“They was all our frinds an’ yet on’y wan iv thim was our frind. How d’ye make it out, Hinnissy? Hogan has a sayin’ that onaisy lies th’ head that wears a crown, but it seems to be as aisy f’r some iv thim as f’r th’ mos’ dimmycratic American. But whoiver it was that saved us I’m thankful to thim. It won’t do f’r ye to look at th’ map an’ say that th’ pow’rful protictin’ nation wud be hardly big enough f’r a watch charm f’r a man fr’m Texas, or that Europeen assistance f’r America is about as useful as a crutch f’r a foot-runner. But f’r th’ inthervention iv our unknown frind, we’d’ve been annihilated. Th’ powers wud’ve got together an’ they wud’ve sint over a fleet that wud’ve been turrble if it didn’t blow up an’ th’ crews didn’t get sea-sick. They wud’ve sint an irresistible ar-rmy; an’ fin’ly if all else failed, they wud rayfuse food. That’s goin’ to be th’ unsixpicted blow iv anny war that th’ parishes iv Europe wages again’ us. They will decline to eat. They will turn back our wheat an’ pork an’ short rib sides. They’ll starve us out. If left to their own resoorces, Europe cud outstarve America in a month.”
“I’m not afraid iv thim,” said Mr. Hennessy. “Whin I was a young man, I cud take a runnin’ jump acrost Germany or France, an’ as f’r England we’d hardly thrip over it in th’ dark.”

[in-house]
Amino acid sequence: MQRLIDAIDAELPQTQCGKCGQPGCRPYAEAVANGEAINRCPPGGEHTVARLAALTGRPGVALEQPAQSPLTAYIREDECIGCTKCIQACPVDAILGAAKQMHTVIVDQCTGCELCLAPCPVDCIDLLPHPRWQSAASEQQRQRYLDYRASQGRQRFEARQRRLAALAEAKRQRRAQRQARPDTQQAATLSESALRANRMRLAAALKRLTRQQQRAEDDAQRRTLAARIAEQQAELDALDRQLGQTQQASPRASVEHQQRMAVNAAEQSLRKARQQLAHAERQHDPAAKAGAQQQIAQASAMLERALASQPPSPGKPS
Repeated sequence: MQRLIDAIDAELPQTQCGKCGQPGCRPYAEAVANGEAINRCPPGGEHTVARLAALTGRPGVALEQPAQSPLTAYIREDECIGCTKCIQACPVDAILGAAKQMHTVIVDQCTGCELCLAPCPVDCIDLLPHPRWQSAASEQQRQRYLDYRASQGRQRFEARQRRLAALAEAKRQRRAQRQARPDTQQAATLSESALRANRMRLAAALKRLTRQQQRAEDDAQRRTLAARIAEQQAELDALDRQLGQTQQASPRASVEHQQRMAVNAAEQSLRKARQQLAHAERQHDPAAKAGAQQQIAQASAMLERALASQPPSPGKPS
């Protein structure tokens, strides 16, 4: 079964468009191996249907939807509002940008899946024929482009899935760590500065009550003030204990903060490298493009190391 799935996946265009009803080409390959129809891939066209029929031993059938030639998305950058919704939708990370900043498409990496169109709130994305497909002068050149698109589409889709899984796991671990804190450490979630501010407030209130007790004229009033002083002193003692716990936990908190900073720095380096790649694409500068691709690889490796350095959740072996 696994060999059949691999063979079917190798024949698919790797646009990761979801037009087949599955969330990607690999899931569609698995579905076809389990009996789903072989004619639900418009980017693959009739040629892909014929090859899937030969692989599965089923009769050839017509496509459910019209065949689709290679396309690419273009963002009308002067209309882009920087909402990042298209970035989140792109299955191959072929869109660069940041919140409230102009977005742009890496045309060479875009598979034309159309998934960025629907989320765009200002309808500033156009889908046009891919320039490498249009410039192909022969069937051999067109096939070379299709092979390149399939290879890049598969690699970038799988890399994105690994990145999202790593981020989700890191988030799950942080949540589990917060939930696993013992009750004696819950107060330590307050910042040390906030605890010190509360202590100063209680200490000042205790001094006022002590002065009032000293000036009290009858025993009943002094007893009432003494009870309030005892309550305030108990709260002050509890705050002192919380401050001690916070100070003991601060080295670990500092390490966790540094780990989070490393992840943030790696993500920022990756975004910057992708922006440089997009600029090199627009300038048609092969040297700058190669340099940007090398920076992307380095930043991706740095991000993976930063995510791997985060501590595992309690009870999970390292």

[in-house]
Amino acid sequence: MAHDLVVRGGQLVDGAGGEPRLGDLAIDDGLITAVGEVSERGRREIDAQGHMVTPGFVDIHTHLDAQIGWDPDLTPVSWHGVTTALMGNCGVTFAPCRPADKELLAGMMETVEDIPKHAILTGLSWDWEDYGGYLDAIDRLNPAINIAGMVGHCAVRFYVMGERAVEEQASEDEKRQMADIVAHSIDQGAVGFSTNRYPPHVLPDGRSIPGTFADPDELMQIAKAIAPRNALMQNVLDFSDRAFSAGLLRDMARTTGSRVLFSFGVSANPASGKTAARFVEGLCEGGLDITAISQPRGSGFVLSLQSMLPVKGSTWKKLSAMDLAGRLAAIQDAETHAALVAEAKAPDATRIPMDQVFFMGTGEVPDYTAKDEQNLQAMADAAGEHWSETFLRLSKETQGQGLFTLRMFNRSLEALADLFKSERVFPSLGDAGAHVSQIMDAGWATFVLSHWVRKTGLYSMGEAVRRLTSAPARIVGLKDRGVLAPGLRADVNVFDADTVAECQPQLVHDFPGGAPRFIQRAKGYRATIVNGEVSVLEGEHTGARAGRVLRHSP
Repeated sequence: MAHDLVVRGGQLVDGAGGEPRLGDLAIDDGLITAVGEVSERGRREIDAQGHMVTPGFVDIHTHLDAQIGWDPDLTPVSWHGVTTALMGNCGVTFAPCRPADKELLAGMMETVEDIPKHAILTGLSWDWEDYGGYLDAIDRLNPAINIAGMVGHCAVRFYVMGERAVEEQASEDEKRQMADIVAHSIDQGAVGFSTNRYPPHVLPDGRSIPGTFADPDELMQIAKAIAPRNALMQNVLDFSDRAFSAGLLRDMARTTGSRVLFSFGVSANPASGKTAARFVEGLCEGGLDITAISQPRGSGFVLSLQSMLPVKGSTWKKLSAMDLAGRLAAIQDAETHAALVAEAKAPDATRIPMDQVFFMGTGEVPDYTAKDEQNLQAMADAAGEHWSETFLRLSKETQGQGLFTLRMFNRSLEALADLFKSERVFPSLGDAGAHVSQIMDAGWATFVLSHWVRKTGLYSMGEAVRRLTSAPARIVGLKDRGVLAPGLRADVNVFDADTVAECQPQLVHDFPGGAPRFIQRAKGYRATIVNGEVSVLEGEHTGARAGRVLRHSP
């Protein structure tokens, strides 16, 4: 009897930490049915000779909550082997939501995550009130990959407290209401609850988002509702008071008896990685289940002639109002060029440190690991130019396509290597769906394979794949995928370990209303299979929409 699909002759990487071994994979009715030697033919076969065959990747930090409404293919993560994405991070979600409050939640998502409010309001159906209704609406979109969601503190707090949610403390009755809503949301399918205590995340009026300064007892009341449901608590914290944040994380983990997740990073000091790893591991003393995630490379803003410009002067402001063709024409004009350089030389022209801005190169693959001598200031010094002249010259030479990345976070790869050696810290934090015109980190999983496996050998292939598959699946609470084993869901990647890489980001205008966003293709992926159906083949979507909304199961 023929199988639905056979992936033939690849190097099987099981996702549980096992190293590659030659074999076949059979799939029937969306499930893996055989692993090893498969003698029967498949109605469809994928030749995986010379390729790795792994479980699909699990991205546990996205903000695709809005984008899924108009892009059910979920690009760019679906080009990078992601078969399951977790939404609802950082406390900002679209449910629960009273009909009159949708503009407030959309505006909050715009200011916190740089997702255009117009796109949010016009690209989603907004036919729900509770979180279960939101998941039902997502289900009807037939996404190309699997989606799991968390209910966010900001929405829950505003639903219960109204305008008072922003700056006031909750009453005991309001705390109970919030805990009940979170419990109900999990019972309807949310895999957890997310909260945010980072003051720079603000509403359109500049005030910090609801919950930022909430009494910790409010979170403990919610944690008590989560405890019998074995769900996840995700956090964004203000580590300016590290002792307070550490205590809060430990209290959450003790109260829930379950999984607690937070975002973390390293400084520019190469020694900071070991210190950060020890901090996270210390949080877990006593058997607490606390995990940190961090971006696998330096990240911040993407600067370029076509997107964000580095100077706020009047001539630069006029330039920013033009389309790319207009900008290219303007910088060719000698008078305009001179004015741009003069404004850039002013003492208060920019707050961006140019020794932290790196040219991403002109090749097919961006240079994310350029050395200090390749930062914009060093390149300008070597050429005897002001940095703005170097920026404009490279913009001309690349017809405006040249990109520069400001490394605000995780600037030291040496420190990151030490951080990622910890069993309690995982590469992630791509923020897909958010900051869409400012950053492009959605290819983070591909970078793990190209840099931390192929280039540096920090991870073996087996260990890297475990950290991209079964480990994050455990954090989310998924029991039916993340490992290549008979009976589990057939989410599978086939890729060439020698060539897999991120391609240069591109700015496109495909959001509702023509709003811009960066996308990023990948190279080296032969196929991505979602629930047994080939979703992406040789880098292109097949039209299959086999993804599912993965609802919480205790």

“Perhaps ye’re right,” said Mr. Dooley. “But if all thim gr-reat powers, as they say thimsilves, was f’r to attack us, d’ye know what I’d do? I’ll tell ye. I’d blockade Armour an’ Comp’ny an’ th’ wheat ilivators iv Minnysoty. F’r, Hinnissy, I tell ye, th’ hand that rocks th’ scales in th’ grocery store, is th’ hand that rules th’ wurruld.”
“‘Tis sthrange we don’t hear much talk about th’ Ph’lippeens,” said Mr. Hennessy.
“Ye ought to go to Boston,” said Mr. Dooley. “They talk about it there in their sleep. Th’ raison it’s not discussed annywhere else is that ivrything is perfectly quiet there. We don’t talk about Ohio or Ioway or anny iv our other possissions because they’se nawthin’ doin’ in thim parts. Th’ people ar-re goin’ ahead, garnerin’ th’ products iv th’ sile, sindin’ their childher to school, worshipin’ on Sundah in th’ churches an’ thankin’ Hiven f’r th’ blessin’s iv free govermint an’ th’ pro-tiction iv th’ flag above thim.
“So it is in th’ Phi’lippeens. I know, f’r me frind Gov’nor Taft says so, an’ they’se a man that undherstands con-tintmint whin he sees it. Ye can’t thrust th’ fellows that comes back fr’m th’ jools iv th’ Passyfic an’ tells ye that things ar-re no betther thin they shud be undher th’ shade iv th’ cocoanut palm be th’ blue wathers iv th’ still lagoon. They mus’ be satisfied with our rule. A man that isn’t satisfied whin he’s had enough is a glutton. They’re satisfied an’ happy an’ slowly but surely they’re acquirin’ that love f’r th’ govermint that floats over thim that will make thim good citizens without a vote or a right to thrile be jury. I know it. Guv’nor Taft says so.